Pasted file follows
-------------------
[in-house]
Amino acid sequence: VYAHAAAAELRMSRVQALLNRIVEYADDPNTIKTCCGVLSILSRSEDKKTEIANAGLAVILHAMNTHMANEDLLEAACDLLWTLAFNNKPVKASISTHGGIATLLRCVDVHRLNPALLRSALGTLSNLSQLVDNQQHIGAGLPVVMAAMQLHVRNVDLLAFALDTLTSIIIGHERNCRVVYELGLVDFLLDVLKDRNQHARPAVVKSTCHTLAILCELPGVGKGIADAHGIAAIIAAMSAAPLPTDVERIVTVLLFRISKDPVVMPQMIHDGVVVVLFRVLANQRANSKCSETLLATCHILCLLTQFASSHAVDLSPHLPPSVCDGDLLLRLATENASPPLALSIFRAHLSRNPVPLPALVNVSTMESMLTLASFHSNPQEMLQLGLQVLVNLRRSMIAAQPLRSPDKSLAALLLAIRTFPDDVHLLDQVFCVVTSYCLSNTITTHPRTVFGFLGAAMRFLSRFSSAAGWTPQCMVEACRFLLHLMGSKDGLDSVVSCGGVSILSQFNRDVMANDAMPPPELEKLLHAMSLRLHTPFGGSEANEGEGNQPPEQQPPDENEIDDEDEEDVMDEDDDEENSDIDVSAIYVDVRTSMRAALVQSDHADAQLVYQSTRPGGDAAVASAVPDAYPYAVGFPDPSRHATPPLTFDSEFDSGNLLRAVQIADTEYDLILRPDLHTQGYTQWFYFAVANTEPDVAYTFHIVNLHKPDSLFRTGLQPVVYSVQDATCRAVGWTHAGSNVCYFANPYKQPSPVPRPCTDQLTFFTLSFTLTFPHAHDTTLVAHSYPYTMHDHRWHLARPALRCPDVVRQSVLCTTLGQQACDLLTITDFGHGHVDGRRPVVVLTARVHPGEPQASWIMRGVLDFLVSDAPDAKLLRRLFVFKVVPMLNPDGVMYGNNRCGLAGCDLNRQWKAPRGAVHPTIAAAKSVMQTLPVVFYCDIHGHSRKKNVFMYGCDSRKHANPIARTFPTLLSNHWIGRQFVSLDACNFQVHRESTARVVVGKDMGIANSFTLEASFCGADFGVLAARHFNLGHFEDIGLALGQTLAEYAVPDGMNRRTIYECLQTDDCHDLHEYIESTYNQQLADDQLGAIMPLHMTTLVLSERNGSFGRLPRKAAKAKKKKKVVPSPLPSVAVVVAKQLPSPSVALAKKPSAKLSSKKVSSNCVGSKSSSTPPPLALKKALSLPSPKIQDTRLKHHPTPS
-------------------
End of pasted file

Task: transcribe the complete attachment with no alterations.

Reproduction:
[in-house]
Amino acid sequence: VYAHAAAAELRMSRVQALLNRIVEYADDPNTIKTCCGVLSILSRSEDKKTEIANAGLAVILHAMNTHMANEDLLEAACDLLWTLAFNNKPVKASISTHGGIATLLRCVDVHRLNPALLRSALGTLSNLSQLVDNQQHIGAGLPVVMAAMQLHVRNVDLLAFALDTLTSIIIGHERNCRVVYELGLVDFLLDVLKDRNQHARPAVVKSTCHTLAILCELPGVGKGIADAHGIAAIIAAMSAAPLPTDVERIVTVLLFRISKDPVVMPQMIHDGVVVVLFRVLANQRANSKCSETLLATCHILCLLTQFASSHAVDLSPHLPPSVCDGDLLLRLATENASPPLALSIFRAHLSRNPVPLPALVNVSTMESMLTLASFHSNPQEMLQLGLQVLVNLRRSMIAAQPLRSPDKSLAALLLAIRTFPDDVHLLDQVFCVVTSYCLSNTITTHPRTVFGFLGAAMRFLSRFSSAAGWTPQCMVEACRFLLHLMGSKDGLDSVVSCGGVSILSQFNRDVMANDAMPPPELEKLLHAMSLRLHTPFGGSEANEGEGNQPPEQQPPDENEIDDEDEEDVMDEDDDEENSDIDVSAIYVDVRTSMRAALVQSDHADAQLVYQSTRPGGDAAVASAVPDAYPYAVGFPDPSRHATPPLTFDSEFDSGNLLRAVQIADTEYDLILRPDLHTQGYTQWFYFAVANTEPDVAYTFHIVNLHKPDSLFRTGLQPVVYSVQDATCRAVGWTHAGSNVCYFANPYKQPSPVPRPCTDQLTFFTLSFTLTFPHAHDTTLVAHSYPYTMHDHRWHLARPALRCPDVVRQSVLCTTLGQQACDLLTITDFGHGHVDGRRPVVVLTARVHPGEPQASWIMRGVLDFLVSDAPDAKLLRRLFVFKVVPMLNPDGVMYGNNRCGLAGCDLNRQWKAPRGAVHPTIAAAKSVMQTLPVVFYCDIHGHSRKKNVFMYGCDSRKHANPIARTFPTLLSNHWIGRQFVSLDACNFQVHRESTARVVVGKDMGIANSFTLEASFCGADFGVLAARHFNLGHFEDIGLALGQTLAEYAVPDGMNRRTIYECLQTDDCHDLHEYIESTYNQQLADDQLGAIMPLHMTTLVLSERNGSFGRLPRKAAKAKKKKKVVPSPLPSVAVVVAKQLPSPSVALAKKPSAKLSSKKVSSNCVGSKSSSTPPPLALKKALSLPSPKIQDTRLKHHPTPS